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Highly Qualified Pig Tracking Personnel Oil Gas

In order to reduce the costs of tracking and gain market share, pig tracking vendors will often cut a few corners by reducing the number of hours spent on training or lowering training expectations for its field technicians. By reducing the quality of tracking, tracking providers are then able to offer more competitive pricing.

Although this can be an effective cost cutting technique, reducing tracking quality can cause significant risk during an ILI run. In most cases, pig trackers will experience nothing out of the ordinary and will spend the entire run simply driving from site to site. But, when an unexpected event – such as a speed increase –  suddenly occurs, the quality of tracking becomes crucial.

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Legacy tracking methods use a standard geophone to identify a pig passage and locating a pig using these methods requires training and experience. If the field technician has not received enough training, they can easily miss the pig passage or falsely report that the pig has passed with only a geophone to back up their word. This lack of experience can make small incidents worse than they need to be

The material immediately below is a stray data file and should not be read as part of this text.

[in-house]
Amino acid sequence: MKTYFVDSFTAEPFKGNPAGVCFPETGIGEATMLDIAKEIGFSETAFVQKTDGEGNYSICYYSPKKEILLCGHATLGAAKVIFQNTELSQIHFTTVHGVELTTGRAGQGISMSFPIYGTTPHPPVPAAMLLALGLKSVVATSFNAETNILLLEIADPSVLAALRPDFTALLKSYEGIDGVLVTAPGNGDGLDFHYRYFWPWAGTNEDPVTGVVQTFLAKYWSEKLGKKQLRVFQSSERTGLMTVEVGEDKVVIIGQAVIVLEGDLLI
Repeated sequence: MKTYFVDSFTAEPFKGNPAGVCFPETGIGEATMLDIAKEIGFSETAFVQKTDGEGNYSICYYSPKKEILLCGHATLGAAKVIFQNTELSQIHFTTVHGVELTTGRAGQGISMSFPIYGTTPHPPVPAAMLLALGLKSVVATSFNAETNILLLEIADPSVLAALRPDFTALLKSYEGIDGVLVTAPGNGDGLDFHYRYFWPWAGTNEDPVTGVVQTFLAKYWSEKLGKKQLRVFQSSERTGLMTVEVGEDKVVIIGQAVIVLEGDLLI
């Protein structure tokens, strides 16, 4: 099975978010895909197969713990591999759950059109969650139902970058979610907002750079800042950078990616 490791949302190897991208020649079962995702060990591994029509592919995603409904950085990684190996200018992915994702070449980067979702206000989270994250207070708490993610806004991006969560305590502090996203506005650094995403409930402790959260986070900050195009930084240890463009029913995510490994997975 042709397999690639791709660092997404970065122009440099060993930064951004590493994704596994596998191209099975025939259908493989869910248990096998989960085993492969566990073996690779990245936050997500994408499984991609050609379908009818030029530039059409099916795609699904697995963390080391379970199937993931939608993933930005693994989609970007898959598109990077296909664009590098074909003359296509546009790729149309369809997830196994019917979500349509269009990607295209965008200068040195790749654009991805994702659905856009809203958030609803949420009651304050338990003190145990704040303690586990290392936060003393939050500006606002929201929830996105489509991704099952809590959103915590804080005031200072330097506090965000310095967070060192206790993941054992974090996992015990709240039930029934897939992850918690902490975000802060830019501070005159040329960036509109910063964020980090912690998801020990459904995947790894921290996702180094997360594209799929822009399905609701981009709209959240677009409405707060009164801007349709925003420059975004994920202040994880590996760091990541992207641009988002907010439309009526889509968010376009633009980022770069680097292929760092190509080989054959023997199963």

Remote Tracking Eliminates Guess Work

During an unexpected event, legacy pig tracking can result in a guessing game – there is no definitive information on the whereabouts of a pig. However, using remote tracking eliminates guess work and provides a real-time update of a pig’s position.

Remote tracking uses AGMs equipped with multiple sensors combined with remote tracking units (RTUs). The ability to track remotely allows several pigs to be tracked simultaneously by a single technician at a central location.  If something unexpected occurs, the remote tracker has a significant amount of available information to help solve the problem, unlike conventional method. To learn more about remote pig tracking and how remote tracking works, download the pig tracking white paper below.

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